“The Basis of Christian Unity” by Martyn Lloyd-Jones: A Quick Review
I appeal to you, brothers, to watch out for those who cause divisions and create obstacles contrary to the doctrine that you have been taught; avoid them. For such persons do not serve our Lord Christ, but their own appetites, and by smooth talk and flattery they deceive the hearts of the naive. For your obedience is known to all, so that I rejoice over you, but I want you to be wise as to what is good and innocent as to what is evil. Romans 16:17-19
If you travel textually through doctrinally sound, theologically beneficial books on the Christian faith, particularly if you are of the Reformed persuasion, Martyn Lloyd-Jones is hopefully a familiar name to you. The works of this pulpit-dominant, Reformed, twentieth-century pastor are resources that are valued for their depth of Biblically-informed thought and their easily apprehended, logical style.
(For a good biographical read on Lloyd-Jones, check out The Passionate Preaching of Martyn Lloyd-Jones by Steven Lawson, a title from “A Long Line of Godly Men” series.)
Perhaps no other book on the issue of Christian unity is more pertinent for the church today than Lloyd-Jones’ text entitled The Basis of Christian Unity. More of a booklet – it’s merely 77 pages in length – the tiny tome blasts out Biblical truth about Christian unity in a forthright, and hopefully convicting (for modern church ecumenicists) manner.
Lloyd-Jones outlines in exegetical fashion the two primary Scriptural texts speaking on the topic of Christian unity, John 17 and Ephesians 4. He walks the reader through a verse by verse explanation of what these Scriptures teach on a critically important, and increasingly popular, matter.
From his exegesis of John 17, Lloyd-Jones summarizes the foundational understanding of Christian unity that is reinforced later by Paul, and echoed throughout the remainder of New Testament references on the issue:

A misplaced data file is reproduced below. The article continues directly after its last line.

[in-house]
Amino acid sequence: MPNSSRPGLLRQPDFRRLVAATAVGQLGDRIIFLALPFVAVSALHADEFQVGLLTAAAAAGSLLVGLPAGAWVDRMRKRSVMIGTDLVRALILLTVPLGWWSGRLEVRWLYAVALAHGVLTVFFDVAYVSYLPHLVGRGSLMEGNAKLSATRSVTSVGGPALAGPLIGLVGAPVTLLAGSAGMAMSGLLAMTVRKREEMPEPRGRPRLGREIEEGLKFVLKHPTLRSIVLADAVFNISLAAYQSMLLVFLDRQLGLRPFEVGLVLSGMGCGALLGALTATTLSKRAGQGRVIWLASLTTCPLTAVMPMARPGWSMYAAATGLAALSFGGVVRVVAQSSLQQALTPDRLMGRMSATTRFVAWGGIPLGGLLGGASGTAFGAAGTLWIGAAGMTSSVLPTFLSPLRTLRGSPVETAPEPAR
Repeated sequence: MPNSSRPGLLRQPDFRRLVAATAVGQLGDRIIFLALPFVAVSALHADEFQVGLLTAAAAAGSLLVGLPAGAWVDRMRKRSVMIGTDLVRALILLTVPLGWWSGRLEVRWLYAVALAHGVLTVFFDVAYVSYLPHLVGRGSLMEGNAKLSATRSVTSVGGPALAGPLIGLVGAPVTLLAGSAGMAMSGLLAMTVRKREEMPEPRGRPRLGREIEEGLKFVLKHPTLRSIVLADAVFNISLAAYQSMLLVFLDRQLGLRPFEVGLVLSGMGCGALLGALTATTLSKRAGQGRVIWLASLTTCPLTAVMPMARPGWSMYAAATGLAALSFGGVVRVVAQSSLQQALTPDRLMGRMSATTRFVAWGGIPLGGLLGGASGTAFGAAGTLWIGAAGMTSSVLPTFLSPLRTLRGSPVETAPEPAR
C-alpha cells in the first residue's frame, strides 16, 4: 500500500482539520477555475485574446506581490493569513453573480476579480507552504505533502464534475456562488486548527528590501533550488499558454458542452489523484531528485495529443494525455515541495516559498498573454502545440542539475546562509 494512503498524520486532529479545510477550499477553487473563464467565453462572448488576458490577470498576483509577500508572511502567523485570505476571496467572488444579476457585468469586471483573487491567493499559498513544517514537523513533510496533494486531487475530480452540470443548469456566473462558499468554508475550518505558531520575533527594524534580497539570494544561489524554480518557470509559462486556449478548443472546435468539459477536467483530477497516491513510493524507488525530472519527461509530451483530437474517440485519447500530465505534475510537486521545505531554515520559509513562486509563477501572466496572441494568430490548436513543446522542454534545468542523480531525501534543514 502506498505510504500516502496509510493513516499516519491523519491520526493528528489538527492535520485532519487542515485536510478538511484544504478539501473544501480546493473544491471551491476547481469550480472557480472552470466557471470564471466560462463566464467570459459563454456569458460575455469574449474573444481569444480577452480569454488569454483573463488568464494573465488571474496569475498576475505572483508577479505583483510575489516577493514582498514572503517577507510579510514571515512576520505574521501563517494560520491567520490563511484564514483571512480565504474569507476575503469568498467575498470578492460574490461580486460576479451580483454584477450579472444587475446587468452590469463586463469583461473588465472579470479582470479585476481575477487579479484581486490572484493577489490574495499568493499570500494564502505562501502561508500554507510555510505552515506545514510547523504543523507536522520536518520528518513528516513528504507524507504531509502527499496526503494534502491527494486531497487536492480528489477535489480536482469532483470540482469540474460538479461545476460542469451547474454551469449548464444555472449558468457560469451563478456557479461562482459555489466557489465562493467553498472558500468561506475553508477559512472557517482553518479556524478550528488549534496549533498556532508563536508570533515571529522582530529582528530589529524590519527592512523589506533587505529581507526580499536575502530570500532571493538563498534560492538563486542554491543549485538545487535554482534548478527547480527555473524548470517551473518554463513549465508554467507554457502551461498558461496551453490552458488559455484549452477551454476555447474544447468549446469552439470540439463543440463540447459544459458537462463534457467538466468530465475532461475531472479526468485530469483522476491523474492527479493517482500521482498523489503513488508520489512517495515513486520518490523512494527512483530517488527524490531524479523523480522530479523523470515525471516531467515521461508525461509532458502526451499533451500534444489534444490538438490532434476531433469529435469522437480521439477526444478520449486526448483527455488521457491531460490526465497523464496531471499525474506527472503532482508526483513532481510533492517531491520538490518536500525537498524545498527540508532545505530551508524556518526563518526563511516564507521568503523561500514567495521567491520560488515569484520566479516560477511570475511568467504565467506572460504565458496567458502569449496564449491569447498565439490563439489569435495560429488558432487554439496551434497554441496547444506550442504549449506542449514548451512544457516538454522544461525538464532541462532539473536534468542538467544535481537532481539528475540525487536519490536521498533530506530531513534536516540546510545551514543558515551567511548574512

“So we find here that the whole of our Lord’s statement is not an exhortation for us to do anything, but is a prayer to His Father asking Him to preserve this unity that is already in existence.” Martyn Lloyd-Jones
This “already in existence” unity sounds remarkably unfamiliar given the tone of the unity rhetoric heard in so much of the church today. We see impassioned pleas for ecumenical unity from every corner of Christendom. Denominations within similar theological frameworks have historically shared brotherly fellowship, but the cry for unity today has moved far beyond the restricting boundaries once demanded by theological integrity.
Protestants now unite eagerly with Catholics. (Lutherans recently reversed the Reformation, as you might know.) Theologically conservative denominations, like the Southern Baptist Convention, now have leadership engagements with those who would have been, less than a generation prior, deemed heretics. (Which they still are, by the way; see former SBC President Ronnie Floyd’s “unity” follies HERE, for example) We see massive, theologically-decentralized, doctrine-disregarding gatherings as unity is effectively proclaimed to be a man-made endeavor. (Consider the recent Together 2016 rally as just one recent example.)
While leadership of the modern church seeks to create unity, Scripture teaches otherwise.
Lloyd-Jones spends the bulk of his text dealing with Ephesians 4:1-16. Unlike Christ’s prayer in John 17, in which the believer is not commanded to do anything, the Ephesians text “is an exhortation to Christian believers.” But it’s not an appeal to create something, as we’ll see. It’s an appeal to protect.